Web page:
Gardening Tips: Rhubarb

Editor’s Note: The Spectator is reaching into Michelle Smith’s gardening column archive for some weekly advice that is as relevant now as when it was first written.


What to do this week

Our original idea for this column was to write about what I am actually doing in the garden this week and this week, I am tending to my rhubarb. This is definitely the time to be doing it.

Rhubarb stalks (Photo by By Jeremy Keith from Brighton & Hove, United Kingdom (Rhubarb Uploaded by Fæ) [CC BY 2.0 (], via Wikimedia Commons)

Rhubarb stalks (Photo by By Jeremy Keith from Brighton & Hove, United Kingdom, rhubarb uploaded by Fæ, CC BY 2.0, via Wikimedia Commons)

Let’s suppose you have an old rhubarb patch that is not as productive as it used to be. Maybe the plants are starting to be smaller, and are sending up just little spindly stocks, not nice big fat ones. That means that the roots are getting a bit overgrown, and need to be divided. Basically, the plant is strangling itself.

Dig up each individual plant. You will see a big clump of knobby looking roots with a bunch of buds starting to grow in different directions. You may not have to dig up the whole thing and take it out of the ground, but once you have it exposed so that you can see it, you take a sharp spade to it. Cut it so that each piece has a root and a knobby bunch of new young buds and leaves. You then plant each section in a new spot. You can leave one part in the original space, but each other piece should be at least three feet away from its nearest neighbour. If you have too much for the room you have, you can always give some away! After a while, the whole neighborhood may be overrun by rhubarb, so if you can’t make that many pies, you will just have to start making rhubarb wine!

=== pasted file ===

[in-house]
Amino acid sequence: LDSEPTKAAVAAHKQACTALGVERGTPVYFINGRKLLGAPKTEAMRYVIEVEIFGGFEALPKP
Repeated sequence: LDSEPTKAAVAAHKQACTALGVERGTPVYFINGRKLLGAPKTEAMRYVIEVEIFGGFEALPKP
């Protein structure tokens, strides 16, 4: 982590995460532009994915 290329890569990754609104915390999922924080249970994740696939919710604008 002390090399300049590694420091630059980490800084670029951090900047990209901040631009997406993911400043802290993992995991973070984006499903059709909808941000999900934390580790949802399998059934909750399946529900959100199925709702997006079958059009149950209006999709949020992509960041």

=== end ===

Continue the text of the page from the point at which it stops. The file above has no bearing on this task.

This process of separating rhubarb ideally has to be done every four years. That is a good rule of thumb. You can get away with prolonging the process a bit — I sometimes do it every five years, but I can do that because I top dress the plants this time of year with compost.

Bear in mind that rhubarb stays where it is for years, so what you want to do when you plant these roots is to dig in lots and lots of good new food, both on the piece you left in place and on all of the new plantings. The plant is going to feed off this new food for years, so make sure it gets a really good start. Take out all the weeds and put in lots of compost. You can almost not use too much. Mix the compost in with the regular soil, yes, but use lots. Just be sure that the compost is not too young (only partially decomposed). Make sure it is finished.

This really needs to be done now, so get to it!

The newly divided plants will be too small to harvest the first year. So don’t do more than 1/3 to 1/2 of the patch at a time if you don’t want to go rhubarbless.

Featured image: Rhubarb stalks by Jeremy Keith from Brighton & Hove, UK. Rhubarb  uploaded by . CC BY 2.0, via Wikimedia Commons.


leaf border




Market gardener, farmer, workshop leader, seed-saver, political candidate and mother, Michelle Smith has spent over 30 years coping with the challenges of our bioregion and in the process has built a store of practical and technical knowledge. The Inverness resident has served on the board of Seeds of Diversity Canada and represented Alternative Producers with the Federation of Agriculture but can do nothing about her hair. She is pictured with a head of Club Wheat, a seed that shares her approach to hairdressing.



The Cape Breton Spectator is entirely reader supported, consider subscribing today!